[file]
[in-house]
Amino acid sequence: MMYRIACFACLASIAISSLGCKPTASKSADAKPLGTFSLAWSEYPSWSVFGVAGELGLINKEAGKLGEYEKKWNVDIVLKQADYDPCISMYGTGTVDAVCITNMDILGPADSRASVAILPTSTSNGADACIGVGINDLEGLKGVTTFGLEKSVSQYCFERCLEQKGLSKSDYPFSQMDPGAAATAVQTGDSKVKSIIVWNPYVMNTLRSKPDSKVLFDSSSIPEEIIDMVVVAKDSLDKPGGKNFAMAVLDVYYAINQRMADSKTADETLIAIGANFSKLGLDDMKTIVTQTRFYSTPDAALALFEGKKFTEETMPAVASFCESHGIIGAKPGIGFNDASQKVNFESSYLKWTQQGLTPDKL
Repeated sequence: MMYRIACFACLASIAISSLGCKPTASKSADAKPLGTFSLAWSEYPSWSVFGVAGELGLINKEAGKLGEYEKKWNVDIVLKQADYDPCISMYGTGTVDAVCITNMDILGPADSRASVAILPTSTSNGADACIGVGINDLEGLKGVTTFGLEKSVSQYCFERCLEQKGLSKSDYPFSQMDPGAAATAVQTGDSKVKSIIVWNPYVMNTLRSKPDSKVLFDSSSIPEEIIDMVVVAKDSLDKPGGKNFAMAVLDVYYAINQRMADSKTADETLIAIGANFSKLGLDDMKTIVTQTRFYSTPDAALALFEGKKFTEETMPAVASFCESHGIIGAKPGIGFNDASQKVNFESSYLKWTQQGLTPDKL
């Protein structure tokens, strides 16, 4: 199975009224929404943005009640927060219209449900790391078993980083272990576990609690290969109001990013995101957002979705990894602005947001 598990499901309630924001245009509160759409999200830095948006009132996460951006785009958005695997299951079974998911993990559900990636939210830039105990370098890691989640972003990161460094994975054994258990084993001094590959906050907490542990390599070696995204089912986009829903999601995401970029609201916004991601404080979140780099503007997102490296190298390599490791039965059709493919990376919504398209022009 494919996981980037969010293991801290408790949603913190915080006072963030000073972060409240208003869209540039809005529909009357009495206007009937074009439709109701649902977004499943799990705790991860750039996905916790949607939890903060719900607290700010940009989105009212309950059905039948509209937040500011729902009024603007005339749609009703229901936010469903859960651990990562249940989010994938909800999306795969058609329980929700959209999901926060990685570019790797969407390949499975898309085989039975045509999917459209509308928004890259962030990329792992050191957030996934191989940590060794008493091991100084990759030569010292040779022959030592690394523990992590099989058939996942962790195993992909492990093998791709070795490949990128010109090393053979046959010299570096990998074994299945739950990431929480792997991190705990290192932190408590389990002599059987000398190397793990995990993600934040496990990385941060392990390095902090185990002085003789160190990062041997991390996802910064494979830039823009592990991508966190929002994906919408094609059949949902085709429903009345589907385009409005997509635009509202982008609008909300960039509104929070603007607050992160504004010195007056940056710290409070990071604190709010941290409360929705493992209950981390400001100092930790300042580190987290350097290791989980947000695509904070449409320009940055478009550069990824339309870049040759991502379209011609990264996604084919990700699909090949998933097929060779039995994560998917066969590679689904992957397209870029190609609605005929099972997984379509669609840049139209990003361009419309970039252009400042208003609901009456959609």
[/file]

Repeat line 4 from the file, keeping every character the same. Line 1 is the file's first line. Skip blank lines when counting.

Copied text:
């Protein structure tokens, strides 16, 4: 199975009224929404943005009640927060219209449900790391078993980083272990576990609690290969109001990013995101957002979705990894602005947001 598990499901309630924001245009509160759409999200830095948006009132996460951006785009958005695997299951079974998911993990559900990636939210830039105990370098890691989640972003990161460094994975054994258990084993001094590959906050907490542990390599070696995204089912986009829903999601995401970029609201916004991601404080979140780099503007997102490296190298390599490791039965059709493919990376919504398209022009 494919996981980037969010293991801290408790949603913190915080006072963030000073972060409240208003869209540039809005529909009357009495206007009937074009439709109701649902977004499943799990705790991860750039996905916790949607939890903060719900607290700010940009989105009212309950059905039948509209937040500011729902009024603007005339749609009703229901936010469903859960651990990562249940989010994938909800999306795969058609329980929700959209999901926060990685570019790797969407390949499975898309085989039975045509999917459209509308928004890259962030990329792992050191957030996934191989940590060794008493091991100084990759030569010292040779022959030592690394523990992590099989058939996942962790195993992909492990093998791709070795490949990128010109090393053979046959010299570096990998074994299945739950990431929480792997991190705990290192932190408590389990002599059987000398190397793990995990993600934040496990990385941060392990390095902090185990002085003789160190990062041997991390996802910064494979830039823009592990991508966190929002994906919408094609059949949902085709429903009345589907385009409005997509635009509202982008609008909300960039509104929070603007607050992160504004010195007056940056710290409070990071604190709010941290409360929705493992209950981390400001100092930790300042580190987290350097290791989980947000695509904070449409320009940055478009550069990824339309870049040759991502379209011609990264996604084919990700699909090949998933097929060779039995994560998917066969590679689904992957397209870029190609609605005929099972997984379509669609840049139209990003361009419309970039252009400042208003609901009456959609």